Popaganda: When People Become Internet Memes

The Internet, which connects us to each other in ways that were pretty unimaginable to most people a century ago, has become a totally casual part of daily life. It’s changed so much: from the way we do business to the way we unlock our front doors. But it’s also changed the way we see ourselves and our relationships to other people. We live in a time when even children are able to use social media to juggle a front-facing, personal brand with their imperfect, true selves; and when a small gaffe could bring the rage of hundreds of thousands of strangers into your life.

So I wanted to take a step back and ask, how did things get this way? And does the Internet have to be like this? First, you’ll hear from Dr. Alice Marwick, an expert on social media and online privacy, on what happens when a person becomes a meme. Then you’ll hear from Helen Rosner, the food reporter for the New Yorker, on how getting really into Internet humor and irony as a teen colored the way she connects with people now. We hope you enjoy the show!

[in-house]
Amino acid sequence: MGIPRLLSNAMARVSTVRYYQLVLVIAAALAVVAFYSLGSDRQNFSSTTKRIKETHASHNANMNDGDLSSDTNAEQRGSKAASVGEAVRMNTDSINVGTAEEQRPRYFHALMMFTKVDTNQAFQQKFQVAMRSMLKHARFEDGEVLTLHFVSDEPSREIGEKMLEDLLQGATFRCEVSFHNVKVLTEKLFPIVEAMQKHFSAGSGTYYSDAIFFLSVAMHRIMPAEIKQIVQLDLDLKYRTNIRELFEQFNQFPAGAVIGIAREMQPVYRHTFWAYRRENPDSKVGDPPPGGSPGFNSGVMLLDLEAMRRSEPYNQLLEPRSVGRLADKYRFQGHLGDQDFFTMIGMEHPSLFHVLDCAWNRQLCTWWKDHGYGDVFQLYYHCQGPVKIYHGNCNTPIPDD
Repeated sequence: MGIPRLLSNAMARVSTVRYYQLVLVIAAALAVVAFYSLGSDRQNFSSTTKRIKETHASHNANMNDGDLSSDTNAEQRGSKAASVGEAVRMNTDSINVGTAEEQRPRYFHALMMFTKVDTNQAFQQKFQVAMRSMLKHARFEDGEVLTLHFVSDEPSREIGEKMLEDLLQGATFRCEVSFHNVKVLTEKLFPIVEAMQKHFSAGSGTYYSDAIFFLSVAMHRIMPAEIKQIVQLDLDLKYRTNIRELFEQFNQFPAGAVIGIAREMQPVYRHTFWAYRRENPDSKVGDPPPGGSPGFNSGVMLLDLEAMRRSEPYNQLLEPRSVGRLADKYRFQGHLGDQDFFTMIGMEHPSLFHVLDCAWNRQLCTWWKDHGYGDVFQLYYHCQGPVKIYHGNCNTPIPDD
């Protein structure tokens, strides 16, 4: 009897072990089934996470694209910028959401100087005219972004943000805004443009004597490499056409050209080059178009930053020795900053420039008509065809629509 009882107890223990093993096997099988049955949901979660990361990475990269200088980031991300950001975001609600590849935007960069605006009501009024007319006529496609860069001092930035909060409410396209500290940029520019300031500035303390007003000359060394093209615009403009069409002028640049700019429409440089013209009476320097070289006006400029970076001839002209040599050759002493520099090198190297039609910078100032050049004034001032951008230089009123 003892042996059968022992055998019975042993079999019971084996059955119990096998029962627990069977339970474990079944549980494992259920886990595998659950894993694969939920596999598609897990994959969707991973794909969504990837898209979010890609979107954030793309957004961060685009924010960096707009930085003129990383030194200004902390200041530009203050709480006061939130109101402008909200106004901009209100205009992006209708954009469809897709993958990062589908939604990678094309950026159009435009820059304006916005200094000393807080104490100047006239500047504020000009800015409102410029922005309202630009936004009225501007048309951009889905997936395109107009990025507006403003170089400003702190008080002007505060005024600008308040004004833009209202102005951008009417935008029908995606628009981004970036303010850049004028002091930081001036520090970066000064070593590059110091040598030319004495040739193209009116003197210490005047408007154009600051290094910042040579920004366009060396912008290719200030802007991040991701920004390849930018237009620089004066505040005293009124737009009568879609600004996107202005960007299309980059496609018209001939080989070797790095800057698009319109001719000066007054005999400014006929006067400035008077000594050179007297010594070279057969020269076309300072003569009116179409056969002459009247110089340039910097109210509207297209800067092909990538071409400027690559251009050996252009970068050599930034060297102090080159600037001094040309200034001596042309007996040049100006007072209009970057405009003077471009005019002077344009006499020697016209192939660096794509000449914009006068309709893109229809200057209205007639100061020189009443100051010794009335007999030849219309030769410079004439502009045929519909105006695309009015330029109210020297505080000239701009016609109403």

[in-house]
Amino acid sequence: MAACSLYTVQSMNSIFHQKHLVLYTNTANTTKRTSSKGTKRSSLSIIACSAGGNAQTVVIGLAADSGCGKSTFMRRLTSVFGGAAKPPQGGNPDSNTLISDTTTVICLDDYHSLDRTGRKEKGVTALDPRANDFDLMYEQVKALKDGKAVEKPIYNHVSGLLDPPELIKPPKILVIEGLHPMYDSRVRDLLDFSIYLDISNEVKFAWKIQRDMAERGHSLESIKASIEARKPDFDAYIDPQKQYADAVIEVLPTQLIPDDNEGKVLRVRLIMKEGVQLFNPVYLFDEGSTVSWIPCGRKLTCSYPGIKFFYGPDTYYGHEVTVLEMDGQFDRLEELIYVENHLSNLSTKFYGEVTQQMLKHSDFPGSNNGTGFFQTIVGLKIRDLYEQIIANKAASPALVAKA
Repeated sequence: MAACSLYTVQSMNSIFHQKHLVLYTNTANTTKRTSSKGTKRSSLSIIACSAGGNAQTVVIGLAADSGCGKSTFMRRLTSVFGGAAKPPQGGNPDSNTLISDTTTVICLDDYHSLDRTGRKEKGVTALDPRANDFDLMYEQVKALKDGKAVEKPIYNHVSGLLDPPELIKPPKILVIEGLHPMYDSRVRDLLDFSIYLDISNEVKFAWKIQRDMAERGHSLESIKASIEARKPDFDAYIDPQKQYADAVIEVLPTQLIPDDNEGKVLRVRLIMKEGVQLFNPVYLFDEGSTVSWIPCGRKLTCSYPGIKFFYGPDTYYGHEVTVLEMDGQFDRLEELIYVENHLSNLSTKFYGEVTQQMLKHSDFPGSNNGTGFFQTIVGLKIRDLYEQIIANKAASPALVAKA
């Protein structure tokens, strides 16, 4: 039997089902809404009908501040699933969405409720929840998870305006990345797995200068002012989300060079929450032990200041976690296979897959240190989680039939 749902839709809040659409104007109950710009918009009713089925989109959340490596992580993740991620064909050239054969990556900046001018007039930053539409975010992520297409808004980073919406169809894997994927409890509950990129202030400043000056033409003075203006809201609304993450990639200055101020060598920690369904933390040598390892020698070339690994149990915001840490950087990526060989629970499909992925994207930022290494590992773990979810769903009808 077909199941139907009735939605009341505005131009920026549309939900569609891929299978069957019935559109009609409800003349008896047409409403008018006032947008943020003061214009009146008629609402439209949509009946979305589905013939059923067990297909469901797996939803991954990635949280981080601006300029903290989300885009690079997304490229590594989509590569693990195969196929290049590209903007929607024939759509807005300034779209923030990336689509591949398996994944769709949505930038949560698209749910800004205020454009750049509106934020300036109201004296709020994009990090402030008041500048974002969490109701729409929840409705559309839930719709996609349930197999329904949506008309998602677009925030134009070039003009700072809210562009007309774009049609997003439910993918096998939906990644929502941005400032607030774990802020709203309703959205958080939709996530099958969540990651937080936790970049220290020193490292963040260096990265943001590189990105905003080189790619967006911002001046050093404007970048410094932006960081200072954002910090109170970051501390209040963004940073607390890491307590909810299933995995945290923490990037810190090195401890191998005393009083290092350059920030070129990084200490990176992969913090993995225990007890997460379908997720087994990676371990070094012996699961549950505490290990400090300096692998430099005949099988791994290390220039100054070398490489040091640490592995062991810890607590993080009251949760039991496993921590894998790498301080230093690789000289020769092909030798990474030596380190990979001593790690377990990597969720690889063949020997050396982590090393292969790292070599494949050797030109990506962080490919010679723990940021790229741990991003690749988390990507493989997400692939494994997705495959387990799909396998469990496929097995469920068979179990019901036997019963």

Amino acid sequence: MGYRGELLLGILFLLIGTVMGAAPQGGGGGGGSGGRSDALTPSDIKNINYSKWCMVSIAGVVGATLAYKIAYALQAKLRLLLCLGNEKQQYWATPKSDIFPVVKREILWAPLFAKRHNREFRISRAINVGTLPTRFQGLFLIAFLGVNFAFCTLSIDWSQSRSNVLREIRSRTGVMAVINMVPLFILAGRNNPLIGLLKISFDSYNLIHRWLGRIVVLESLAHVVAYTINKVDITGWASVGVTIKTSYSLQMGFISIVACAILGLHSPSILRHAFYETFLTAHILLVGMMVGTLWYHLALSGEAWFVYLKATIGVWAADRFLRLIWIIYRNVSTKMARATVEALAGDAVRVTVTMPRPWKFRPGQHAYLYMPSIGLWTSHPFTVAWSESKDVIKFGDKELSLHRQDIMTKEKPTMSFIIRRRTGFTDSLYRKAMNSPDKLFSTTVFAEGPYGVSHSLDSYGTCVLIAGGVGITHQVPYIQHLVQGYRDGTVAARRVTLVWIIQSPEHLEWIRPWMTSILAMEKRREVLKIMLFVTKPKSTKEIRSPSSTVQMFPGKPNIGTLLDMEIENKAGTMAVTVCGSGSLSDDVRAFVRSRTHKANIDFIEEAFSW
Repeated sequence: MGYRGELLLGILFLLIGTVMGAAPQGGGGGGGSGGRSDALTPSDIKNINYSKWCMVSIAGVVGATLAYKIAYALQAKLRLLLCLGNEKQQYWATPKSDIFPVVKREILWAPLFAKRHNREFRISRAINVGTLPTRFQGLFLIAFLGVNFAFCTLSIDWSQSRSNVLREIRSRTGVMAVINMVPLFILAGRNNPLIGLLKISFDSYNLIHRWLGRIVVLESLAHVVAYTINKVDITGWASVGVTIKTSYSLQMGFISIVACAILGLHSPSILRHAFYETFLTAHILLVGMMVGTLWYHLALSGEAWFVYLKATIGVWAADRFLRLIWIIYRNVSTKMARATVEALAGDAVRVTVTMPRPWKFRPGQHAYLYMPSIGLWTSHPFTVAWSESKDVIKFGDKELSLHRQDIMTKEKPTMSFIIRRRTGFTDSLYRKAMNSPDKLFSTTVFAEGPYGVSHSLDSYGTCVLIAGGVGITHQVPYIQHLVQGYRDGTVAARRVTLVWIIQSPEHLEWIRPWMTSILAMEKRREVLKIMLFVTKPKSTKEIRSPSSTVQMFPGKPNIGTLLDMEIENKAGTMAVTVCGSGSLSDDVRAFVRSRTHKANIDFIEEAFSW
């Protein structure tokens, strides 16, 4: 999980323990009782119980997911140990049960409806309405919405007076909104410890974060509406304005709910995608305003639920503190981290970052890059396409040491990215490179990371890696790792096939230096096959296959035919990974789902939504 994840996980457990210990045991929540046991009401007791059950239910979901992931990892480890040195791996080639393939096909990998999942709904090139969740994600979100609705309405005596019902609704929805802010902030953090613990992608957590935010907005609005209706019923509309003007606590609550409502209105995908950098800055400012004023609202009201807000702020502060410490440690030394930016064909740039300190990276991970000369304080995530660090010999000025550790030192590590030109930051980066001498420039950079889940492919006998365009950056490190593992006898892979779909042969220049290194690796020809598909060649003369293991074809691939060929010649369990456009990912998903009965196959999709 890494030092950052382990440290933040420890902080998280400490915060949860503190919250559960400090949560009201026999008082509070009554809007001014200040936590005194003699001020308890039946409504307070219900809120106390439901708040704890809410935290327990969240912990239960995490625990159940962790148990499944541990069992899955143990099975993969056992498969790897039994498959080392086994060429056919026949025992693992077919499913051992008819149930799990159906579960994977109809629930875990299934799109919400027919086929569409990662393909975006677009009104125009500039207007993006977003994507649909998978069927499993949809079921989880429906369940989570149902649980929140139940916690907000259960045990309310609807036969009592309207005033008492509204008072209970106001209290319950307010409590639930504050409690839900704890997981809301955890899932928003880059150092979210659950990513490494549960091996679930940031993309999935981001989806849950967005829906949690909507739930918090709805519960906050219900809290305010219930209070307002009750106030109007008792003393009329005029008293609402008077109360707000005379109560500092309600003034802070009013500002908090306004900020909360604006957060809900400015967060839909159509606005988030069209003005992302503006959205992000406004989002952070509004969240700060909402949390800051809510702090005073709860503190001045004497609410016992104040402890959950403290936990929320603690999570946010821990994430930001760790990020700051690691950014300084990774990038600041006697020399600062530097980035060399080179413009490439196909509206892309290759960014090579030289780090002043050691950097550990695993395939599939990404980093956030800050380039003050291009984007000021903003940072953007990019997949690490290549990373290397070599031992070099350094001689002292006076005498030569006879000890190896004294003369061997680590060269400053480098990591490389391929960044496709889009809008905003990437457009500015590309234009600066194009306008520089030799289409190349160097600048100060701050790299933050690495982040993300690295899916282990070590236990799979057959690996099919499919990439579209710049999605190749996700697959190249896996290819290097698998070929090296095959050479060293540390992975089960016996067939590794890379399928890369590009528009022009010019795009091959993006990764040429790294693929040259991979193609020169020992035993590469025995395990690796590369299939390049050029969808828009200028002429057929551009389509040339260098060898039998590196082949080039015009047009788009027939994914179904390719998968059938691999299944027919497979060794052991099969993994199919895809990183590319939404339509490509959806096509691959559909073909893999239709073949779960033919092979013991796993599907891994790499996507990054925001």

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Soleil Ho

by Soleil Ho

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Soleil cooks for a living and writes sometimes. When she was in kindergarten, she reviewed a book for Reading Rainbow that she didn’t actually read. She cohosts Racist Sandwich, a podcast on food, race, class, and gender.


Source: Media-Activism
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